Red pot metal glass is often undesirably dark in colour and very expensive. The method developed to produce red glass was called flashing. In this procedure, a semi-molten gather of coloured glass was dipped into a pot of clear glass. As the bubble became enlarged, the red glass formed a thin coating on the inside. The formed glass was cut, flattened and annealed as any other blown sheet.
There were a number of advantages to this technique. It allowed a variety in the depth of red – and other deep colours - ranging from very dark and almost opaque, and sometimes merely tinted. The other advantage was that the colour of double-layered glass could be engraved, abraded, or etched to show colourless glass underneath.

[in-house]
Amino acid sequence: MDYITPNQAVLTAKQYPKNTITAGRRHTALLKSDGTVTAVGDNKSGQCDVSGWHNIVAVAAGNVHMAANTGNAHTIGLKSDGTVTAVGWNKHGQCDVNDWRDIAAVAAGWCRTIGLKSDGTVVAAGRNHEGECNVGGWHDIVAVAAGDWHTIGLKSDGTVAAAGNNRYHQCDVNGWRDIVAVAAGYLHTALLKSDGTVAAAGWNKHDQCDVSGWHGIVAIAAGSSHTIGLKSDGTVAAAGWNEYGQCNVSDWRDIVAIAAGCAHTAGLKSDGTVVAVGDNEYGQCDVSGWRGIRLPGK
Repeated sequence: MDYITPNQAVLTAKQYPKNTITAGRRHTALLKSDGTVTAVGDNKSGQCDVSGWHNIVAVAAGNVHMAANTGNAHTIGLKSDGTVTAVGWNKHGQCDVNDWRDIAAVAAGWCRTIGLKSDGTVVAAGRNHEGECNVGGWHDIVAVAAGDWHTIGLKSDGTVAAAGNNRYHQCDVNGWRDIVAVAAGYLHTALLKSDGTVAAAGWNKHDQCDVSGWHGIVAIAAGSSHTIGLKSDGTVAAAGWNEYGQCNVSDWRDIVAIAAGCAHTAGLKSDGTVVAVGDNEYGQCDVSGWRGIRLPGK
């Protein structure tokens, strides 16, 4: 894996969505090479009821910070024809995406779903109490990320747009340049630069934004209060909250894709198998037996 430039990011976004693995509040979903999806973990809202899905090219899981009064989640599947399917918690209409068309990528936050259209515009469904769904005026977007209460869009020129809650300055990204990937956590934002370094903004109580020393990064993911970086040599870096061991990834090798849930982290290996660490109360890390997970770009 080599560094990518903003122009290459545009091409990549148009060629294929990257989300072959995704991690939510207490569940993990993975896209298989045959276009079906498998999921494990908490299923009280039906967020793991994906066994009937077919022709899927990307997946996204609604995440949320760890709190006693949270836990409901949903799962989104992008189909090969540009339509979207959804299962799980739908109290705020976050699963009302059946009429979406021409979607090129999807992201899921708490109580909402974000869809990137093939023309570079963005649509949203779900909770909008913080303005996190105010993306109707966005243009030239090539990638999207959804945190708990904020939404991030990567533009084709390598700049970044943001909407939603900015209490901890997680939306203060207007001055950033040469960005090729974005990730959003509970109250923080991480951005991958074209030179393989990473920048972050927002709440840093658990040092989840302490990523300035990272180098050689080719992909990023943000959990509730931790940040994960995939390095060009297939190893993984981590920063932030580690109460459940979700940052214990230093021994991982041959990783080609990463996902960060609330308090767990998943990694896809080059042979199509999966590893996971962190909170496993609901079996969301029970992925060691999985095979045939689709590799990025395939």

Other base colours are also used in making flashed glass, for example red flashed onto a pale green base. Also see this post on finding the flashed side of glass.
There still exist a number of glass factories, notably in Germany, USA, England, France, Poland and Russia which continue to produce high quality glass by traditional methods primarily for the restoration of ancient windows.